Wolf Entertainment Guide
October, 25 2004
There were only five chairs on stage plus three musicians in the background on the side. In a matter of moments an illusion was created that we were near an airbase in wartime England with life and relationships hanging in the balance as RAF crews await their missions and their women hope for safe return. What’s remarkable is that so much atmosphere and tension emanated from a reading rather than a full production. This theater magic was achieved in the opening presentation (Oct. 16, 17, 18, 2004) of its new season by The Actors Company Theatre (TACT) with its reading revival of Terence Rattigan’s 1942 “Flare Path,” his early play that became a hit in London and had a short run on Broadway.
TACT is well known by now for its expert retrieval of past works that have fallen into relative obscurity and merit fresh attention, a sort of celebration of plays past. “Flare Path” is very early Rattigan, best known for such works as “The Winslow Boy,” “The Browning Version” and “Separate Tables.” He also had a considerable reputation as a screenwriter.
What’s quite surprising about “Flare Path” is that despite all the keep-your-chin-up war film clichés that we have seen in films, Rattigan’s drama retains power to move us. It even speaks across the years against the background of the misbegotten war in Iraq and the specter of young men currently facing the possibility of death every day. Part of the realism suggested is due to the emphasis on getting the period right. On a trip to England Director Simon Jones managed to locate and borrow RAF jackets and bring them back for the production.
The real truth, of course, must come from the performances, and the company, as usual, was up to the task. Jones kept them speaking to the audience rather than to each other in this particular reading style. It was a rare moment when one performer took another’s hand to make direct contact, the effect all the greater for it. The approach worked admirably.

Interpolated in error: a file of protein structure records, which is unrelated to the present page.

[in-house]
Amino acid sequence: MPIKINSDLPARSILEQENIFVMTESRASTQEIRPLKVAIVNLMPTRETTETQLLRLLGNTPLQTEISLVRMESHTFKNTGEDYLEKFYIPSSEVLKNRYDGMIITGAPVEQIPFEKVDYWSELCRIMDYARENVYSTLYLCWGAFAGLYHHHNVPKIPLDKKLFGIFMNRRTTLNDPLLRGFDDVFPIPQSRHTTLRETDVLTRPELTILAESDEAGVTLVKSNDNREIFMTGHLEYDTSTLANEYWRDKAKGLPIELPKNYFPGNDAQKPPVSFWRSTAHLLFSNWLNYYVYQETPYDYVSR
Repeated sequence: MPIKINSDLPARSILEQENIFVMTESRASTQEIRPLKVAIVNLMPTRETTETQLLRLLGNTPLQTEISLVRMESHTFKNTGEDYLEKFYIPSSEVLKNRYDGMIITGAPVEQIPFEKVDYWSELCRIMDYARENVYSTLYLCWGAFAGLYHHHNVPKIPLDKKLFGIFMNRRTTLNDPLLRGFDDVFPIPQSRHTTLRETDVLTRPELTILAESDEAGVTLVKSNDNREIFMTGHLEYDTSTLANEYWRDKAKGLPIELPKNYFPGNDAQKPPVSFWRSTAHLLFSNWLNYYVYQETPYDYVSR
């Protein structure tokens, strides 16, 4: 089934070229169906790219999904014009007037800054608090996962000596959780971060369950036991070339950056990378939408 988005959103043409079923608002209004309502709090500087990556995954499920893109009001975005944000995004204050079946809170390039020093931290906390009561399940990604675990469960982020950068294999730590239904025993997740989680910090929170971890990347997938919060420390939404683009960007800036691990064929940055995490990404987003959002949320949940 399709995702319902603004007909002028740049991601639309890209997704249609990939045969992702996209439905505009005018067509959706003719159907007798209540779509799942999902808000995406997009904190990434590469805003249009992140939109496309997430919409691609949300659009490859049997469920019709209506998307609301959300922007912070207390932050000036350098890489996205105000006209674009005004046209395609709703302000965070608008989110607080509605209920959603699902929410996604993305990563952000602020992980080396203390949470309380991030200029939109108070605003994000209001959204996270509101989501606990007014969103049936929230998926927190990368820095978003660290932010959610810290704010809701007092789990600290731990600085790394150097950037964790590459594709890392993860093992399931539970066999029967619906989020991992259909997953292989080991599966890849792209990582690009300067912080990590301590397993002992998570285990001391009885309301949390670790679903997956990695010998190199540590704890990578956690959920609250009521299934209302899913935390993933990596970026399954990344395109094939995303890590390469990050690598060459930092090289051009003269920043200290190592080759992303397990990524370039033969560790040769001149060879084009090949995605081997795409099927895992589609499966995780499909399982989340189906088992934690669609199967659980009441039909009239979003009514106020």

Kathleen Doyle was especially moving as the barmaid who has become Countess Skriczevinsky by virtue of her marriage to a Polish count in the RAF, played with convincing ethnicity by Graeme Malcolm. Jack Koenig played Peter Kyle, a Hollywood star who has his own mission to accomplish, a romantic one, and Koenig has the good looks and dashing manor to be believable. Darrie Lawrence was superb as the no-nonsense landlady, Mrs. Oakes.
In fact, bringing the work so vividly to life was an achievement due to the excellence of the entire cast, the others being Scott Schafer, Mary Bacon, Geoffrey Malloy, Jamie Bennett, Margaret Nichols and James Prendergast.
Regrettably, as is usually the case, these readings are only offered in a few performances. But take heart, more such events are booked during the season: Max Frisch’s “The Firebugs” (Nov. 20-22), Harold Brighouse’s “Zack” (Jan.. 22-24), David Storey’s “Home” (March 12-14) and Karel Capek’s “R.U.R.” (April 30-May 2). As was the case with “Flare Path,” they are scheduled at Florence Gould Hall, 55 East 59th Street. For information: 212-645-8228, or www.TACTnyc.org.